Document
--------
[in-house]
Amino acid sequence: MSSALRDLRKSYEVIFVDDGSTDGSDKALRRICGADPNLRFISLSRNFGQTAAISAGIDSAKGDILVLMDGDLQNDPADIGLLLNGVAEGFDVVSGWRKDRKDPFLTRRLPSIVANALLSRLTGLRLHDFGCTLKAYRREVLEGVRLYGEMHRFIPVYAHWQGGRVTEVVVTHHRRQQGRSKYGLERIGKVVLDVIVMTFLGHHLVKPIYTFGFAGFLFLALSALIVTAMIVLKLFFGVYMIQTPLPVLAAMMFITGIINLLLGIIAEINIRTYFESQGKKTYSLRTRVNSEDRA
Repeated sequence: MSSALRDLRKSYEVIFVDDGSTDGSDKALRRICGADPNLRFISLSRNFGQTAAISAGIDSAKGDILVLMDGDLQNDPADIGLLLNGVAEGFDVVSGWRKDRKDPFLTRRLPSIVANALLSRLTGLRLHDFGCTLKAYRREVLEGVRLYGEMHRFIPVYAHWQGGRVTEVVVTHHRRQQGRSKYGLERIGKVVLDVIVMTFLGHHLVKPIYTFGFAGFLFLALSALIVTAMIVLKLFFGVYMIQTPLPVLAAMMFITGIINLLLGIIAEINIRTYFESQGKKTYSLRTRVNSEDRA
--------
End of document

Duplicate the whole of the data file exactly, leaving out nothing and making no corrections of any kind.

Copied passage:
[in-house]
Amino acid sequence: MSSALRDLRKSYEVIFVDDGSTDGSDKALRRICGADPNLRFISLSRNFGQTAAISAGIDSAKGDILVLMDGDLQNDPADIGLLLNGVAEGFDVVSGWRKDRKDPFLTRRLPSIVANALLSRLTGLRLHDFGCTLKAYRREVLEGVRLYGEMHRFIPVYAHWQGGRVTEVVVTHHRRQQGRSKYGLERIGKVVLDVIVMTFLGHHLVKPIYTFGFAGFLFLALSALIVTAMIVLKLFFGVYMIQTPLPVLAAMMFITGIINLLLGIIAEINIRTYFESQGKKTYSLRTRVNSEDRA
Repeated sequence: MSSALRDLRKSYEVIFVDDGSTDGSDKALRRICGADPNLRFISLSRNFGQTAAISAGIDSAKGDILVLMDGDLQNDPADIGLLLNGVAEGFDVVSGWRKDRKDPFLTRRLPSIVANALLSRLTGLRLHDFGCTLKAYRREVLEGVRLYGEMHRFIPVYAHWQGGRVTEVVVTHHRRQQGRSKYGLERIGKVVLDVIVMTFLGHHLVKPIYTFGFAGFLFLALSALIVTAMIVLKLFFGVYMIQTPLPVLAAMMFITGIINLLLGIIAEINIRTYFESQGKKTYSLRTRVNSEDRA